The OASIS method generates estimates of the weighted F-measure for a binary classifier with respect to a finite pool (test set). In terms of Type I and II errors, the weighted F-measure is defined as follows:

\[F_\alpha = \frac{\mathrm{TP}}{\alpha (\mathrm{TP} + \mathrm{FP}) + (1-\alpha)(\mathrm{TP} + \mathrm{FN})}\]

where \(\alpha \in {[0,1]}\) is the weight, TP is the number of true positives, FP is the number of false positives and FN is the number of false negatives. The weighted F-measure takes on special values for \(\alpha = 0, 0.5, 1\). \(F_0\) corresponds to recall, \(F_{0.5}\) corresponds to F1-score (balanced F-measure), and \(F_1\) corresponds to precision.


This section serves as an introductory guide to the functionality of OASIS. Please consult the API reference for the oasis.OASISSampler class for more detailed information.

Required input

OASIS requires four main inputs:

  1. alpha: the F-measure weight as defined above
  2. predictions: predicted labels for the items in the pool (according to the classifier(s))
  3. scores: classifier scores for the items in the pool (e.g. estimated positive class probability, distance from decision boundary)
  4. oracle: a function which returns ground truth labels for items in the pool (i.e. an interface to a labeller)

Multiple classifiers

OASIS supports evaluating multiple classifiers on the same test set in parallel. It will optimise the sampling strategy to ensure that the performance estimates for all of the classifiers have minimal variance. To use this functionality, simply pass two-dimensional arrays for the predictions and scores inputs. The rows of these arrays should correspond to the items and the columns should correspond to the different classifiers.

Item identifiers

OASIS permits the use of custom unique identifiers for the items in the pool. Simply pass an array to the identifiers argument. If custom identifiers are provided, they will be used when making queries to the oracle function. Otherwise OASIS will refer to the items in the pool according to their index in the input predictions/scores arrays.

Other parameters

There are several optional parameters that may be used to control the behaviour of OASIS. They are explained in detail in the API reference for the oasis.OASISSampler class. Here, we focus on two important sets of optional parameters: those that control the stratification of the pool and those that control the greediness of the sampling.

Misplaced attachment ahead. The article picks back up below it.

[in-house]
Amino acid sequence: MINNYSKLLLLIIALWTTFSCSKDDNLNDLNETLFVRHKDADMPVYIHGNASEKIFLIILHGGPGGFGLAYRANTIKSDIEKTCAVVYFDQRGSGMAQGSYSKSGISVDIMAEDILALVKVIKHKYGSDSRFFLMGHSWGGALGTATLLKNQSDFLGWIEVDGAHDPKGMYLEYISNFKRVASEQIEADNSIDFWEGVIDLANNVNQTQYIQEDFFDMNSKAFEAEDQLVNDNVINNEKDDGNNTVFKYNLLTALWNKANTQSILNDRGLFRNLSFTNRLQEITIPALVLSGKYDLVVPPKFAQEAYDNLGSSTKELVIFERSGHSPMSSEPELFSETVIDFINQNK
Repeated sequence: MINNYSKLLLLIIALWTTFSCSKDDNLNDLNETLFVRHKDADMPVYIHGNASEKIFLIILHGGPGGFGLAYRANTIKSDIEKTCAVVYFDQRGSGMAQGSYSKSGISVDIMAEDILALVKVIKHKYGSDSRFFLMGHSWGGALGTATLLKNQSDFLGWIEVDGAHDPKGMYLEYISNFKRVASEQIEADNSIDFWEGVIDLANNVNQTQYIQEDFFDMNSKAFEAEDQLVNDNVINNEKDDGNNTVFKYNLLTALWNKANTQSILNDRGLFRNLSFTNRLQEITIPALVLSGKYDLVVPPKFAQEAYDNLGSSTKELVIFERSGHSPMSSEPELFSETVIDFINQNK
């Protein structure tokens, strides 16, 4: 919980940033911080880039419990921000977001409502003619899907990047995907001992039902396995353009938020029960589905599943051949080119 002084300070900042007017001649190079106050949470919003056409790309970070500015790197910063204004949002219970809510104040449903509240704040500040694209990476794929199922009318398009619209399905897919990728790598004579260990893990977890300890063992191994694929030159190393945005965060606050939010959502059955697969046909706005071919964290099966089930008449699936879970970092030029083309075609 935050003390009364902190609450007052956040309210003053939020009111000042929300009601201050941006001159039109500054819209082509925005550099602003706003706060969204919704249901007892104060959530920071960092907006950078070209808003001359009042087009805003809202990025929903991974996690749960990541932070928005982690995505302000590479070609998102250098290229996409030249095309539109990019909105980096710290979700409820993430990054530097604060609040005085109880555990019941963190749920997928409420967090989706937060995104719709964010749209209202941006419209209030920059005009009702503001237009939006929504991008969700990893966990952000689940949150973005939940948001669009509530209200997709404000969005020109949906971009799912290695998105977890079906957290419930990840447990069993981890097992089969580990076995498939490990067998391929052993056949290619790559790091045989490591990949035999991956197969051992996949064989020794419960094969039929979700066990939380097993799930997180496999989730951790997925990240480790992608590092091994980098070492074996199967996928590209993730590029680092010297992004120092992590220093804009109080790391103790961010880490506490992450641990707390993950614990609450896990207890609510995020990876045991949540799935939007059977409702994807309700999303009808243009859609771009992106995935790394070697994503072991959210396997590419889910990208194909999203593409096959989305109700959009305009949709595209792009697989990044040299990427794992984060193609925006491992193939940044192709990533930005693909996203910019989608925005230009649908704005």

Stratification parameters

The OASIS method involves partitioning the pool into non-overlapping sets called strata. The strata should be roughly homogeneous—i.e. they should contain items with roughly the same labels (or label probabilities if the labels are uncertain). By default, OASIS will attempt to stratify the pool based on the scores using the ‘cum_sqrt_F’ method. It will also attempt to choose an appropriate number of strata automatically, based on the distribution of the scores.

On occassion, the strata chosen by the automatic method are inappropriate. For example, if the score distribution is highly skewed, the automatic method may yield some strata which are too small (containing only a couple of items). For this reason, it is always advisable to check that the strata are sensible before beginning labelling.

The strata can be tweaked as follows:

  • by providing a custom oasis.stratification.Strata instance for the strata argument
  • by providing the stratification_method, stratification_n_strata and/or stratification_n_bins keyword arguments (to override the automatic values)

Greediness parameters

OASIS samples from the “optimal” instrumental distribution with probability 1 - epsilon, and from the passive (uniform) distribution with probability epsilon. The default setting for the greediness parameter is epsilon = 1e-3—i.e. it is set to be greedy for more rapid convergence. To conduct more “explorative” sampling, you should set epsilon closer to 1.

There are other parameters which indirectly control the greediness of the sampling. The decaying_prior parameter is set to True by default and iteratively decreases the reliance on the prior in favour of the sampled labels, which is effectively a greedy approach. A related parameter is prior_strength, which quantifies the initial weight of the prior. If prior_strength is small (close to zero), then the prior will be weak in comparison to the sampled labels, which is also a greedy strategy.

Labelling and estimation

Once an instance of oasis.OASISSampler is initialised, labelling can begin. To sample and label a sequence of items, simply call the sample method. In between calls of the sample method, you may want to check the estimate of the F-measure to see whether it is converging. The history of estimates (for each iteration) is stored in the estimate_ attribute.


There exists an alternative method to sample called sample_distinct, which is useful when sampling with replacement. This method continues to sample from the pool until a given number of distinct items (i.e. previously unlabelled items) have been sampled. This differs from sample, which doesn’t distinguish between previously labelled/unlabelled items.